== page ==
Tech Predictions Rant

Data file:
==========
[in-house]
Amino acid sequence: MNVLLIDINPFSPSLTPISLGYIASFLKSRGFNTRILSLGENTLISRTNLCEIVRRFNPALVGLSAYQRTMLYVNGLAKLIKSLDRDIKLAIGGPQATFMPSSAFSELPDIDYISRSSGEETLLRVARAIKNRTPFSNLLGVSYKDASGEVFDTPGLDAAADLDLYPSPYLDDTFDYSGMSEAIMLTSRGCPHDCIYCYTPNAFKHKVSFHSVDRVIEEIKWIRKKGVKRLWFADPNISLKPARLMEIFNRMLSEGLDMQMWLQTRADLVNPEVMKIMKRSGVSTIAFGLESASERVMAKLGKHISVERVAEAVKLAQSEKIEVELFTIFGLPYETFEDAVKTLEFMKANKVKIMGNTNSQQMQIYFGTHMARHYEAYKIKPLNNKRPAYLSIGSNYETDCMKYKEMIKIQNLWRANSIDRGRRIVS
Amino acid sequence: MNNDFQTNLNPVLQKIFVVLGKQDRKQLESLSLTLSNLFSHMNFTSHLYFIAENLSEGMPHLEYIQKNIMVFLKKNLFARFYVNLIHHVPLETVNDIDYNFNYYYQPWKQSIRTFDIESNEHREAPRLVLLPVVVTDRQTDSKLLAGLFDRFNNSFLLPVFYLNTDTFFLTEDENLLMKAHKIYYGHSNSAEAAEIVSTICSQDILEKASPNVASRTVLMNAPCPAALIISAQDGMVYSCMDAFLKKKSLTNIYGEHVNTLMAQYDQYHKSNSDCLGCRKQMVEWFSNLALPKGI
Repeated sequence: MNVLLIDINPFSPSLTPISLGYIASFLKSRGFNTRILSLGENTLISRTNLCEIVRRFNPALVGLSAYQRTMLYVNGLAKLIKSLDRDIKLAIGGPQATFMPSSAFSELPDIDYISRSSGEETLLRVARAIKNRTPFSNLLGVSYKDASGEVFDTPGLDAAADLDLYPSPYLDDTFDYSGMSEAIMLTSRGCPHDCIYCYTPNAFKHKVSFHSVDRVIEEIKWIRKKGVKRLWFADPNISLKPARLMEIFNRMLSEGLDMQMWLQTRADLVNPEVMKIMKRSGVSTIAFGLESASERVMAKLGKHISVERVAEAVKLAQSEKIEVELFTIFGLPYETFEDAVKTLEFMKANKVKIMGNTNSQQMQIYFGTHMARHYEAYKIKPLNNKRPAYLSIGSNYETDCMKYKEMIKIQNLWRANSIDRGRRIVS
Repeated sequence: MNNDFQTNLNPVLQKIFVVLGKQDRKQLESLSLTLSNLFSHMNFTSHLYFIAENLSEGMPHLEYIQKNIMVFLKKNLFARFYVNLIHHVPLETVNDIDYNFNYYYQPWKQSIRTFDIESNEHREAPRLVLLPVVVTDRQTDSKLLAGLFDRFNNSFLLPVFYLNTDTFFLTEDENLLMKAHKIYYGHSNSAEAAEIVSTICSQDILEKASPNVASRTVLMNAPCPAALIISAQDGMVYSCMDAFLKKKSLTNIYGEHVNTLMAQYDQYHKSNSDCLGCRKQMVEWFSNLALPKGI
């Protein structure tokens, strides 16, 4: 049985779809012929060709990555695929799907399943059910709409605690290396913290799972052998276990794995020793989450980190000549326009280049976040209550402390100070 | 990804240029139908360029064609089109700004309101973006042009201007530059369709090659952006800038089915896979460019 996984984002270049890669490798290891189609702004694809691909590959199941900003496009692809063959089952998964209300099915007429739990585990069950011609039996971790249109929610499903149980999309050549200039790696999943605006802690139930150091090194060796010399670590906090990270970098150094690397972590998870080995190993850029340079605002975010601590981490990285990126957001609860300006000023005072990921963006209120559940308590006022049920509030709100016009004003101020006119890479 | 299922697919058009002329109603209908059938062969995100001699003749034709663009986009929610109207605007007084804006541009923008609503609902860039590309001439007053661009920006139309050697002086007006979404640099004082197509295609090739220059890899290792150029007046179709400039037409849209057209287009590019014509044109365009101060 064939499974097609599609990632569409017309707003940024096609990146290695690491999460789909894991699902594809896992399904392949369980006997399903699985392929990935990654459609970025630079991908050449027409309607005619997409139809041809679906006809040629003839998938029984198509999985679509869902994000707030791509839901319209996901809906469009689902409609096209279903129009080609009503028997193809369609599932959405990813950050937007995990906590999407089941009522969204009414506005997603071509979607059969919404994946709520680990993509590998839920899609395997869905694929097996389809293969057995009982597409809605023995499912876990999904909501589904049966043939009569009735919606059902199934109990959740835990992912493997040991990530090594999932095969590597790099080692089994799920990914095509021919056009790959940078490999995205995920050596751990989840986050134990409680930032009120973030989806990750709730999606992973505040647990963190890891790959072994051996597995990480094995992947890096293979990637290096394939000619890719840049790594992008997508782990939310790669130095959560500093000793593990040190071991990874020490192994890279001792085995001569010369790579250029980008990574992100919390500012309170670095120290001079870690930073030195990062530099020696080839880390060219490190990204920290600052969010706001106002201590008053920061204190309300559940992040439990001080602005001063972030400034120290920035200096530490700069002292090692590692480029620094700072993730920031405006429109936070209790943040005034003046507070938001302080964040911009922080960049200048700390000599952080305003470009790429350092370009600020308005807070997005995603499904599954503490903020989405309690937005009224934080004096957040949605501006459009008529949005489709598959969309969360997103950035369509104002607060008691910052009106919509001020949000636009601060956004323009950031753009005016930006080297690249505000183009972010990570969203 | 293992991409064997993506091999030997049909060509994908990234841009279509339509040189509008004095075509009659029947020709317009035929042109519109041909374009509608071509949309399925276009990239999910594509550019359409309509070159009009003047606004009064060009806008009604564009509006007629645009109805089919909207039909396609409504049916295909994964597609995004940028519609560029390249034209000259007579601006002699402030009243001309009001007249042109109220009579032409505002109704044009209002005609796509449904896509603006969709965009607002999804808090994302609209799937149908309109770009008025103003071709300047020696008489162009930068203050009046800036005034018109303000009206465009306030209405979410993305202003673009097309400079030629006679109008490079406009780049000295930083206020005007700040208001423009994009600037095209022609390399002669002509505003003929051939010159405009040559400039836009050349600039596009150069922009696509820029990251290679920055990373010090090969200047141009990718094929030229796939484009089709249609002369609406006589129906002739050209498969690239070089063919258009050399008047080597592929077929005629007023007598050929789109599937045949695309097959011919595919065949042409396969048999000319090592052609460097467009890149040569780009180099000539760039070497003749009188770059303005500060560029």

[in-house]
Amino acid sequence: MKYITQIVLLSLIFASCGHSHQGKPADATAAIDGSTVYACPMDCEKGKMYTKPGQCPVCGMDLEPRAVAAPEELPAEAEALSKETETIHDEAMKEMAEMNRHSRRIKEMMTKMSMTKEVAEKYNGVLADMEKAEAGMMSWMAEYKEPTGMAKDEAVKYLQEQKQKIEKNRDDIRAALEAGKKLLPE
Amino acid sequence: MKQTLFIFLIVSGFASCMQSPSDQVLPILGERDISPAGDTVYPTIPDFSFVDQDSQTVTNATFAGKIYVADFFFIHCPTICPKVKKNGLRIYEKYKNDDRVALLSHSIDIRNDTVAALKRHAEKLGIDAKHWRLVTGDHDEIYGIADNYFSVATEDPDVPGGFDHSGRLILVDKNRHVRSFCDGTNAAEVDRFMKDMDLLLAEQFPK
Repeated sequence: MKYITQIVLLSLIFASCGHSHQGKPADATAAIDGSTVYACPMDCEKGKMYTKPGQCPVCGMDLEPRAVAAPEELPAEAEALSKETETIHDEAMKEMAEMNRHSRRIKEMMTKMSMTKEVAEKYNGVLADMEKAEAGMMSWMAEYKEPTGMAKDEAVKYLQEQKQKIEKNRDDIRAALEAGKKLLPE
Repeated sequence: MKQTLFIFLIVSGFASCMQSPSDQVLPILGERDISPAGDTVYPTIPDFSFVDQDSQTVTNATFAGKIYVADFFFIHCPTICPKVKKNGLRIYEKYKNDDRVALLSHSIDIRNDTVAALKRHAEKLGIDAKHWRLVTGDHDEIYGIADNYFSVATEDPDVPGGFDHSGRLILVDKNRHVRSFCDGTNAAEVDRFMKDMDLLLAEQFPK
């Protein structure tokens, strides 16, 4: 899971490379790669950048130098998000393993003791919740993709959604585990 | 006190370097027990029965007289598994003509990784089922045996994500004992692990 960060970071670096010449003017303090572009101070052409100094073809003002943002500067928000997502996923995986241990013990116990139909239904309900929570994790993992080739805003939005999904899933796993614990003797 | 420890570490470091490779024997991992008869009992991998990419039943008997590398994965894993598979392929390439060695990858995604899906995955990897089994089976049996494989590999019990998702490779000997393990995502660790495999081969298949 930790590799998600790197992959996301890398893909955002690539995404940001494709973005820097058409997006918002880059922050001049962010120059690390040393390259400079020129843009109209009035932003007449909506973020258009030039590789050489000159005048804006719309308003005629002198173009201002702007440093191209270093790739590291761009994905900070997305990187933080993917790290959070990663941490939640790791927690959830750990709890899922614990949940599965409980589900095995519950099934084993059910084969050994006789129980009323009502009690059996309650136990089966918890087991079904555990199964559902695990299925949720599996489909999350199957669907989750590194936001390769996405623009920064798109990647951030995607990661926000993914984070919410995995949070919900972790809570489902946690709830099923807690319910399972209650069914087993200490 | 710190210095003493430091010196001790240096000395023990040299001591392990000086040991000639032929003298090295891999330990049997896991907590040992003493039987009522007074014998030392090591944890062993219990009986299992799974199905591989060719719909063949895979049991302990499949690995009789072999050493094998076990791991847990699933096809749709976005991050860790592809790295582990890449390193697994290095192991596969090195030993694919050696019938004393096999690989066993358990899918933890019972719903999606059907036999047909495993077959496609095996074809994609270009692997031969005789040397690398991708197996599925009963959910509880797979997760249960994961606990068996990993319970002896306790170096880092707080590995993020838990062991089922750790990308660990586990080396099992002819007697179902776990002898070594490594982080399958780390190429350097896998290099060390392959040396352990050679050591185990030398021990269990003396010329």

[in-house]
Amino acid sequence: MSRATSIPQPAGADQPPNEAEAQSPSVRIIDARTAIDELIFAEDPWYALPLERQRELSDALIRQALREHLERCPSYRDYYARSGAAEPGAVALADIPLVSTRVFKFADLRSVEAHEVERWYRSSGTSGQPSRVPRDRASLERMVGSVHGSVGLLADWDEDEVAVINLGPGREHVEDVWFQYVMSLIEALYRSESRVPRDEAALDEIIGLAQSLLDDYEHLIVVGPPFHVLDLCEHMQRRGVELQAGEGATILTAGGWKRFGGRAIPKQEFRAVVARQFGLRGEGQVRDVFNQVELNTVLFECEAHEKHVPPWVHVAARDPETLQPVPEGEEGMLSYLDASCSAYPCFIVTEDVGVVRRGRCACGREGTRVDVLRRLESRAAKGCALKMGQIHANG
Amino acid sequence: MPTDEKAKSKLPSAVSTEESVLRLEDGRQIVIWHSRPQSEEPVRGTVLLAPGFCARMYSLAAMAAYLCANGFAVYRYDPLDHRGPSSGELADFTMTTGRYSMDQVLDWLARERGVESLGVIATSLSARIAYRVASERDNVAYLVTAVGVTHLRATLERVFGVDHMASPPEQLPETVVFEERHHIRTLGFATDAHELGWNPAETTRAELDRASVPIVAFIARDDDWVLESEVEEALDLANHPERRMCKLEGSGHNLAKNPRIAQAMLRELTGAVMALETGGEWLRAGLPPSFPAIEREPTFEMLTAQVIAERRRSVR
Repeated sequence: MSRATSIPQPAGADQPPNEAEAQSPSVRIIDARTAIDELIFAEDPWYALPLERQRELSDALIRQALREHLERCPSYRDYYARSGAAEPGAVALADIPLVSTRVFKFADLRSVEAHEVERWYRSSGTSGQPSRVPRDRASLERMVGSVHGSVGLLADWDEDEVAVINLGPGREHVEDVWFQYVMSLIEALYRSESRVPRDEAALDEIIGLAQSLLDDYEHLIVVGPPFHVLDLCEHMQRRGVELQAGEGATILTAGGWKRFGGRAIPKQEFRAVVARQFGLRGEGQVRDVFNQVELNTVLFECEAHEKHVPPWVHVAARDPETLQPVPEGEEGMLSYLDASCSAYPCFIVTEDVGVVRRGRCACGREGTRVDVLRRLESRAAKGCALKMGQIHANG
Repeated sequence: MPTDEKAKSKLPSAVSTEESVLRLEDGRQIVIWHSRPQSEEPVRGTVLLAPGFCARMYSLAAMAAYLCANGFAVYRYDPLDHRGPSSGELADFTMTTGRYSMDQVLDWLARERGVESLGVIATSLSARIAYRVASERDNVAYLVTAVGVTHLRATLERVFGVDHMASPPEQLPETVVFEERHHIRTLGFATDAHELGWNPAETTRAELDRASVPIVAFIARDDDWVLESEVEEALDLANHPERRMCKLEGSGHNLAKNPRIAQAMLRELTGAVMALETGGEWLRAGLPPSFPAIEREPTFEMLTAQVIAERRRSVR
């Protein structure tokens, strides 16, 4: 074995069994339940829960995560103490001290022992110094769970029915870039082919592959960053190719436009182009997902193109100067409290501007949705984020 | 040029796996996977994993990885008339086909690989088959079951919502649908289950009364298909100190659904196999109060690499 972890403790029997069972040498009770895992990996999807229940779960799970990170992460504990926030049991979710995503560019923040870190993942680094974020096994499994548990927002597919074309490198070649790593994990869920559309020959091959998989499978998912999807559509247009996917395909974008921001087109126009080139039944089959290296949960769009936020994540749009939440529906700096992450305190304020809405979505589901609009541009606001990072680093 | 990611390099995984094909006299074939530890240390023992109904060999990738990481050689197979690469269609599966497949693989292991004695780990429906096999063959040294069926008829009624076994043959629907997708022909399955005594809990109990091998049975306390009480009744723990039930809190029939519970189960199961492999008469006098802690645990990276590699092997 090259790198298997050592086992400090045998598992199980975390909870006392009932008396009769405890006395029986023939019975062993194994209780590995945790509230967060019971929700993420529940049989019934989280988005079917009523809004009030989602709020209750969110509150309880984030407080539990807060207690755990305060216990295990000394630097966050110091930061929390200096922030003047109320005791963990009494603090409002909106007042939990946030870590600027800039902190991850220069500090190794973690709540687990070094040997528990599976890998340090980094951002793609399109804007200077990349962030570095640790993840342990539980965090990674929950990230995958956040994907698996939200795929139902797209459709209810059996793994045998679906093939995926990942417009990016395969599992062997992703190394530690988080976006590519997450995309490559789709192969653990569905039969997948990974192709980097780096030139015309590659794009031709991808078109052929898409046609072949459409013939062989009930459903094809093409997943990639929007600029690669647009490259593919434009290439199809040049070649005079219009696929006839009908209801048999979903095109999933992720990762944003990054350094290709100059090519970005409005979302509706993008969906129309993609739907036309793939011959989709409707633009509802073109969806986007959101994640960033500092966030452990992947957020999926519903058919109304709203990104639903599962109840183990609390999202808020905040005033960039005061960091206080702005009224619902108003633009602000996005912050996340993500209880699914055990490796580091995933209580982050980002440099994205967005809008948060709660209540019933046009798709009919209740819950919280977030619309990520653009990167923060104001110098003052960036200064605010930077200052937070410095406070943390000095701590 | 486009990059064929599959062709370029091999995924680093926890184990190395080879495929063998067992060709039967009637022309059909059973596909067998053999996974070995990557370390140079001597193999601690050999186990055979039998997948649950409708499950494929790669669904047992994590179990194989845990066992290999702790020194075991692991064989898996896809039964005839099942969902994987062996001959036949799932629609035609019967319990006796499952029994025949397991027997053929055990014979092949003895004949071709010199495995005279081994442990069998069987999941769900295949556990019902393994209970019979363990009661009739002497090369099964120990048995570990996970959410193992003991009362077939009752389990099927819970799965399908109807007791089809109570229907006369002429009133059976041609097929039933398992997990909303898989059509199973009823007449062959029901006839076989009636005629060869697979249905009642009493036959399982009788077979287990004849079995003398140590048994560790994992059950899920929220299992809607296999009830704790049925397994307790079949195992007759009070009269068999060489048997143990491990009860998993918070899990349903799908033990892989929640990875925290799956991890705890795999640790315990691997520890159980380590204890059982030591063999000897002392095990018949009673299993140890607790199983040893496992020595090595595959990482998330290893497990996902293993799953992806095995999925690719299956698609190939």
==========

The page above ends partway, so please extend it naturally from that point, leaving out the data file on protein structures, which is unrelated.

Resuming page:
<rant> According to Mayan tradition if you jump into one of the cenotes by the Mayan pyramids you can make predictions as to the future. Apparently, one person predicted he would be a ruler and was thus anointed such. Funny how that works. Well, I cave dived into a cenote and then read the January editions of eWeek, ComputerWorld, NetworkWorld, CIO and about 10 other magazines that show up to my house despite the lack of funding on my part for them to do so. Let’s see if I can wade through the fluff… First off, January is a funny month for tech magazines as it’s all IT predications, “look at which of my predictions turned out (but please forget the ones that I don’t mention that didn’t)” and various “top 10 tech” lists. It’s not hard to predict that people will spend more on security in 2009 than they did in 2008 when research papers already give you that information. It’s also not hard to predict that people will have to buy storage in 2009 (thank you Mr. Regulatory Compliance) or that network security incidents will go up in the next year. Either way my prediction is that next year they will be showcasing what they got right again, but somehow missing what they got wrong… Don’t get me wrong, some have more specific predictions, such as that Schwartz, the CEO of Sun, will be ousted. I’ve been waiting for that for a year or two myself, but it hasn’t happened yet – if it doesn’t happen in the next year I predict they’ll straight up go out of business (rm -Rf /Sun style)… A prediction I hadn’t considered was that Sun would go private. I still need to digest that, but I just kinda’ figured someone would end up buying Sun or they’d get resurrected by a strong CEO with a vision for how to eek profits out of this weird open source model, not that they’d end up buying back themselves… Another common prediction is that cybrecrime will go up. Well, while I find this in the realm of the “duh” I suppose I should make my own small prediction that is a bit more specific. Cybercrime amongst IT professionals will go up alongside the unemployment rate of IT professionals (maybe that’s why IT has been the least hit by the recession). Anyone who knows a good bit about system internals can write a good bot. Anyone with a flair for networking can convert that bot into a full fledged botnet. Of course, these newbies to the botnet world are not criminals in the traditional sense so I would expect that the rate of arrest would go up alongside the rate of newbie cyber crime… For example, there’s the Fannie Mae admin who upon his release decided to wipe out their data. There’s also the story about the rogue contractor who attacked the Northern Territory Government in Australia. There’s also the 2006 case (so pre economic whatnot) of the LA traffic signal hacking. Then there’s the dink in Sacramento who thought it would be wise to monkey with the California power grid (Grey Davis could have told him that doesn’t work out well). And of course the other dink in Northern California (NoCal) who refuses(d) to give up the password to network resources in San Francisco. But most convincing is that 88% of the IT workforce actually said they would steal data if let go. So I guess with all of this pointing towards a trend it’s a pretty safe darn prediction… Another interesting prediction was that city and state governments would start to switch away from their 20 year old or more computer systems, many of which are still running COBOL. Well, sounds good to me, provided there is someone who can foot the bill for the upgrade. Reportedly California is going to need to cough up about $200 million to upgrade their systems from COBOL. If I were to make a more specific prediction I would say that some enterprising lass is gonna’ come out with a little SaaS aimed at city governments. While many cities are likely close to being able to standardize the more holistic state-wide systems are likely not, even though doing so would likely save the states billions of dollars whether upgrades are a joint effort or a federally backed SaaS solution that is provided to the states. But while we are 50 united states, we are 50 completely different non-standard states nonetheless… I don’t predict it will happen, but I hope to see more standardization and therefore lower costs to the IT of bureaucracy. Another popular prediction is that the cloud industry will continue to increase. That’s the beauty of a buzz word. The cloud could reference shared storage or shared processing power. If one of these two goes up then the predictor is able to claim success. In a down economy, it is likely that many organizations will defer capital expenditures while others will welcome them, given the cheap cost of capital these days (where are our interest rates right now?). But whether they buy storage or outsource it I would guess that if everyone hasn’t tinkered around with “cloud” services that they will, just to see whether it will work for them. Thus, another safe prediction – unless you’re forecasting into 2010. One brave pundit announced that Microsoft’s Hyper-V would replace VMware as the market leader in virtualization offerings. I don’t know if I would necessarily be so brave a soul. Technically, I find it less appealing even than XenServer, the Citrixy form of XenSource, but there is something to be said for the fact that it’s bundled with 2008 Server… Either way, I wouldn’t have made that prediction just yet. What about IPv6? Are we not still running out of IP addresses? Did we all change our minds about that… Is the Army project in Germany really the only major implementation people are talking about? OK, so this one should maybe be into 2010, but there is a finite number of IP addressing space and we need more. Will companies defer IPv6 projects into 2011 or 2012? That’s what I’m interested in knowing. I’m guessing by that time there will be a War of the Worlds style panic to transition due to there being no more IP addresses… And what about certifications. For years IT vendors have been trying to get better at tracking certification cheating. Last year, many actually started to seed the cert brain dump sites with bad questions meant to statistically point out the cheaters. Will we see traction there? I’m guessing not… Especially on the Apple/Symantec/APC front. So if you are a pundit and you’re calling that people are going to be buying more storage in 2009, which is a big “duh” in my book, riddle me this, are they going to be buying storage built on open standards or are they going to be buying storage built in traditional shelf-like fashion, such as EMC or NetApp? Will EMC lay off more staffers in 2009 or were last weeks cuts as deep as they go? Where are the pundits saying “hey, in 2006 when Apple was at 1.1 percent of the Enterprise desktop market, I called that they’d grow to 4.5 percent within two years”? I don’t see any hands shooting up. If that curve were to continue, then within the next two years would Apple not be sitting close to 20 percent of the enterprise desktop market? If so then where are the pundits saying that will actually happen? I guess what this rant is getting at is that the future is uncertain (unless you first jump into a cenote), especially in an industry as rapidly changing as the IT industry. Sure, it’s only one year, but there is really no way to have any modicum of certainty that, for example, Microsoft and Intel would lay off 5,000 employees a year in advance, nor that EMC would follow up by laying off another 2,400 people. There’s no way to tell that Windows Live will not be what Microsoft was hoping it would be (OK, so maybe there was actually) nor that Facebook would take over the market. There are some who would guess that Mac OS X will become a darling of the Enterprise in favor of Windows 7 adoption. But then there are a lot of people at Linux shows around the country that would call that Linux would become that darling instead. And of course there are far more Windows professionals out there who aren’t even considering any change whatsoever in their skillsets… To conclude my rant I just want to state that what the authors of these articles are doing is actually an important service, and one that is done for free to subscribers of their pseudo-free publications.  I enjoy reading their predictions and whether I agree with them or not they definitely get me thinking about things! </rant>